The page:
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Alex Bahar-Fuchs

Three hypotheses were tested in the current study. Firstly, it was hypothesized that patients with a diagnosis of very early DAT would perform worse than a matched control group of non-demented individuals on the Object-Place Association Task (OPAT):
1. On the delayed recall trial of the task, the patient group would be more impaired in their ability to associate the objects with their location.
2. In the acquisition phase, patients would show a slower improvement than the control group, and therefore would require more trials to arrive at a perfect performance.
Secondly, it was hypothesized that the Clock-Anomalies Detection Task (CADT) would not be successful in discriminating between the groups at an early stage of the disease, and therefore that no significant difference would be found between the groups in detection of anomalies. Thirdly, it was hypothesized that participants would be correctly classified into either the patient group or the control group solely on the basis of their performance on the CADT and the OPAT.

Clock-Anomalies Detection Task (CADT)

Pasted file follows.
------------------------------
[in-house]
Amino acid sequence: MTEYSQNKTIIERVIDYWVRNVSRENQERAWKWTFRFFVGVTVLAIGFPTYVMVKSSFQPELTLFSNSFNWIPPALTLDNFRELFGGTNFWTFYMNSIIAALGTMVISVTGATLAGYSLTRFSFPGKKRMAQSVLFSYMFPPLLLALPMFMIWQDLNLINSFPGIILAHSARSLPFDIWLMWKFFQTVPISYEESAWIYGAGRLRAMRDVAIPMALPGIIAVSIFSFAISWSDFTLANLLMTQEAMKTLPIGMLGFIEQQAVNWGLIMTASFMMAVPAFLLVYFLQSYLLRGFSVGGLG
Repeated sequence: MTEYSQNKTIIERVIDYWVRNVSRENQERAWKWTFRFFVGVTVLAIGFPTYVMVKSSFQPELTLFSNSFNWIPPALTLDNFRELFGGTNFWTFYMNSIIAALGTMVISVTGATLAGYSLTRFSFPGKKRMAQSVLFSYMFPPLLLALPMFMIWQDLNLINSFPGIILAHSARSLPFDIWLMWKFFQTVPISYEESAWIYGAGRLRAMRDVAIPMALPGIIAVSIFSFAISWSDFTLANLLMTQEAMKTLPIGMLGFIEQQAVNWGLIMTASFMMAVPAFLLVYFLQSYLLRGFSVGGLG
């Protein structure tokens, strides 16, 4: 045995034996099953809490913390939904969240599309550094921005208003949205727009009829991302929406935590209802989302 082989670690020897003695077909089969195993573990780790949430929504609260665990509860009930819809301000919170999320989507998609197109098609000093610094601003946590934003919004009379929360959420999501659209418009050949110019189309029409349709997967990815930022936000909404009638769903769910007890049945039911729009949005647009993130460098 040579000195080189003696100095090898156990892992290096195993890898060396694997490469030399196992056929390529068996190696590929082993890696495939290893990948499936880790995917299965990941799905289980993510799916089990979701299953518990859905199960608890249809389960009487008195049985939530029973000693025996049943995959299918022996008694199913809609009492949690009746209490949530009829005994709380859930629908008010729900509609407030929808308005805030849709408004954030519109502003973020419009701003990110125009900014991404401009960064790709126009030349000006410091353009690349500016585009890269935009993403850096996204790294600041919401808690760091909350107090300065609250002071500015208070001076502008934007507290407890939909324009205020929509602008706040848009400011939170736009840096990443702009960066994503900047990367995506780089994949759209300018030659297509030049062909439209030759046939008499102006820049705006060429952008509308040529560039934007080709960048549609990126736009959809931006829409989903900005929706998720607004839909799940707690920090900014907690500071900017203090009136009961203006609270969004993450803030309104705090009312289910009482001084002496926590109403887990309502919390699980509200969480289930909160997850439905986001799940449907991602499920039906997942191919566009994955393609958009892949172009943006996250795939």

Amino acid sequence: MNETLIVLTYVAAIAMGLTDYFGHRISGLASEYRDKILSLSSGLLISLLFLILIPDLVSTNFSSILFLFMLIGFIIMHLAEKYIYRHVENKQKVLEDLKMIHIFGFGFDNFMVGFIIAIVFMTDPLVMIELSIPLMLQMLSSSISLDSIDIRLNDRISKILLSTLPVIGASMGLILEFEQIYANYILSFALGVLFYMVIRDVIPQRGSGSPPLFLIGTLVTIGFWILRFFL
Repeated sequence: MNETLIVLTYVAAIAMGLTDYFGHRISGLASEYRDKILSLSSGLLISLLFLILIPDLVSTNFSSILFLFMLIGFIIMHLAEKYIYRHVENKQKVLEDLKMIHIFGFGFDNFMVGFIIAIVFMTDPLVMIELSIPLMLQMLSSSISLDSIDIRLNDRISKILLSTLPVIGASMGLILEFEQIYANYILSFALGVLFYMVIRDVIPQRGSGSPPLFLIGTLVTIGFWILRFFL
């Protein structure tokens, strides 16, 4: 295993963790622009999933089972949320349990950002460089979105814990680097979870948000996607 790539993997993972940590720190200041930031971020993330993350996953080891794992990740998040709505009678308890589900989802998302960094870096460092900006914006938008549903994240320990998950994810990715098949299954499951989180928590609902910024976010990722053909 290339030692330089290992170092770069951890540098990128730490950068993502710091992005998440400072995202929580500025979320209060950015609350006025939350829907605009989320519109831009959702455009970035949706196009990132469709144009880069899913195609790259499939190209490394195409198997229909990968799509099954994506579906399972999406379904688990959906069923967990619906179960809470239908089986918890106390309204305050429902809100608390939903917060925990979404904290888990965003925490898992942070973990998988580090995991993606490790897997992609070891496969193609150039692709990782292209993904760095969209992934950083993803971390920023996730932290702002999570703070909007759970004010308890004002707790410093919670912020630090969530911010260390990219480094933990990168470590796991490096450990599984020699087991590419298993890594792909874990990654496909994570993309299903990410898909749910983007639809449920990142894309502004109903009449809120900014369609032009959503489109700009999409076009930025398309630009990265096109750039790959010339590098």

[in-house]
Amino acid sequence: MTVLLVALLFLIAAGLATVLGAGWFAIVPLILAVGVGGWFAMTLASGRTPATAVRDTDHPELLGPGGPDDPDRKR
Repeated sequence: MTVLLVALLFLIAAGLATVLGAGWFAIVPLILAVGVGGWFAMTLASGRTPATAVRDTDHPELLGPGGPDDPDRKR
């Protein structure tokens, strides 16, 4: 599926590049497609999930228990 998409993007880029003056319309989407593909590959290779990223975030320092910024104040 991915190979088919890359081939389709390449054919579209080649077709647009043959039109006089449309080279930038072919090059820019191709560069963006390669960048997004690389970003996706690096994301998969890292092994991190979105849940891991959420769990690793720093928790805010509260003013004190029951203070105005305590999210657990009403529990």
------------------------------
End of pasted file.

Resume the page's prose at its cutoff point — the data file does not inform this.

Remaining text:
Consistent with the recently successful demonstration of the Clock-Anomalies Detection task as a strong predictor of membership in a group of mild to moderate dementia (Saling, Maccuspie-Moore et al., 2002b), this study investigated the utility of this task in screening for the earliest end of the dementia spectrum. As semantic processing was suggested to be mediated by temporoparietal structures, it seems reasonable to speculate that at the early stages of AD, when levels of temporoparietal hypometabolism are relatively low, the detection of clock anomalies will not be significantly impaired compared to a group of healthy elderly controls.

Object-Place Association Task
Recent studies have demonstrated the difficulty of DAT patients in forming and maintaining associations between objects placed in arbitrary locations using the computerized PAL task (Blackwell et al., 2004; Fowler et al., 2002). In the current study, a similar desktop version of the PAL task was evaluated, with the aim to reconfirm the value of this paradigm in the earliest stages of AD with the use of a non-computerized version. As some elderly individuals may feel intimidated by computerized tests, the desktop version might be better tolerated by some of these patients.

The Object-Place Association Task (OPAT) developed for this study measures the ability to form arbitrary associations between every-day objects and boxes located on a small board in which they are hidden. The task was administered with both an acquisition phase, and a delayed recall trial. These tasks rely on a demonstrated relationship with specific neurocognitive systems affected in early DAT. Further, the OPAT and CADT can be administered within a few minutes, with minimal professional knowledge, and are non-threatening. These features emphasize their potential value in clinical settings.

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